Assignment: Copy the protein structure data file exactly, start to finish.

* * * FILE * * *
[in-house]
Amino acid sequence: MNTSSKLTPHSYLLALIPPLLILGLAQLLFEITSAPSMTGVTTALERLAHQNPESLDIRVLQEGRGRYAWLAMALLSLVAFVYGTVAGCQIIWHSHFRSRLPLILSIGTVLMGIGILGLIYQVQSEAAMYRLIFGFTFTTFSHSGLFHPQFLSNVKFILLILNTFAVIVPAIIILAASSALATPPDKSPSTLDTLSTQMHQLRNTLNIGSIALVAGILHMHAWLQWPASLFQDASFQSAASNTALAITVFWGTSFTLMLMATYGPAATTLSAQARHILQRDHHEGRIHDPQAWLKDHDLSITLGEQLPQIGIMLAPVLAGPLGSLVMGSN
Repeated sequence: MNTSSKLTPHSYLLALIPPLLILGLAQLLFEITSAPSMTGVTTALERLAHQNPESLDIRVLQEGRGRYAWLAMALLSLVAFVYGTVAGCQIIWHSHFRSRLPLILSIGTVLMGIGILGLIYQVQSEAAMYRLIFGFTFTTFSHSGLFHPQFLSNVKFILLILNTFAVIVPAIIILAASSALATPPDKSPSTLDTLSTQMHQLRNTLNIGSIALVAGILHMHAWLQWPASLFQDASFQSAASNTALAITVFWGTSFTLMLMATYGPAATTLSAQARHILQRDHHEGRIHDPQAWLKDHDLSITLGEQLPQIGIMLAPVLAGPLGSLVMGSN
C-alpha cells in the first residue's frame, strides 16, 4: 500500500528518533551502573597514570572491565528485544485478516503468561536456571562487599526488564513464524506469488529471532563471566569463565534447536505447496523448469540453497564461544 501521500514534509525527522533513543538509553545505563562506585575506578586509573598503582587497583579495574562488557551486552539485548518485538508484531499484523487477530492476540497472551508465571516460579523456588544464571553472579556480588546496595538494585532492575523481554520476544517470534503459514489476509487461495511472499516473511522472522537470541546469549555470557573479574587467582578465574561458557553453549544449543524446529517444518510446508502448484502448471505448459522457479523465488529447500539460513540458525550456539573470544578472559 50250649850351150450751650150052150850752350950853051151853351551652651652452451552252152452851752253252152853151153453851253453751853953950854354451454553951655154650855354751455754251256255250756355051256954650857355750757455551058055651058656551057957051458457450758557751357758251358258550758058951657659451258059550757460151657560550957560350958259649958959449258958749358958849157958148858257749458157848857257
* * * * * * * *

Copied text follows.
[in-house]
Amino acid sequence: MNTSSKLTPHSYLLALIPPLLILGLAQLLFEITSAPSMTGVTTALERLAHQNPESLDIRVLQEGRGRYAWLAMALLSLVAFVYGTVAGCQIIWHSHFRSRLPLILSIGTVLMGIGILGLIYQVQSEAAMYRLIFGFTFTTFSHSGLFHPQFLSNVKFILLILNTFAVIVPAIIILAASSALATPPDKSPSTLDTLSTQMHQLRNTLNIGSIALVAGILHMHAWLQWPASLFQDASFQSAASNTALAITVFWGTSFTLMLMATYGPAATTLSAQARHILQRDHHEGRIHDPQAWLKDHDLSITLGEQLPQIGIMLAPVLAGPLGSLVMGSN
Repeated sequence: MNTSSKLTPHSYLLALIPPLLILGLAQLLFEITSAPSMTGVTTALERLAHQNPESLDIRVLQEGRGRYAWLAMALLSLVAFVYGTVAGCQIIWHSHFRSRLPLILSIGTVLMGIGILGLIYQVQSEAAMYRLIFGFTFTTFSHSGLFHPQFLSNVKFILLILNTFAVIVPAIIILAASSALATPPDKSPSTLDTLSTQMHQLRNTLNIGSIALVAGILHMHAWLQWPASLFQDASFQSAASNTALAITVFWGTSFTLMLMATYGPAATTLSAQARHILQRDHHEGRIHDPQAWLKDHDLSITLGEQLPQIGIMLAPVLAGPLGSLVMGSN
C-alpha cells in the first residue's frame, strides 16, 4: 500500500528518533551502573597514570572491565528485544485478516503468561536456571562487599526488564513464524506469488529471532563471566569463565534447536505447496523448469540453497564461544 501521500514534509525527522533513543538509553545505563562506585575506578586509573598503582587497583579495574562488557551486552539485548518485538508484531499484523487477530492476540497472551508465571516460579523456588544464571553472579556480588546496595538494585532492575523481554520476544517470534503459514489476509487461495511472499516473511522472522537470541546469549555470557573479574587467582578465574561458557553453549544449543524446529517444518510446508502448484502448471505448459522457479523465488529447500539460513540458525550456539573470544578472559 50250649850351150450751650150052150850752350950853051151853351551652651652452451552252152452851752253252152853151153453851253453751853953950854354451454553951655154650855354751455754251256255250756355051256954650857355750757455551058055651058656551057957051458457450758557751357758251358258550758058951657659451258059550757460151657560550957560350958259649958959449258958749358958849157958148858257749458157848857257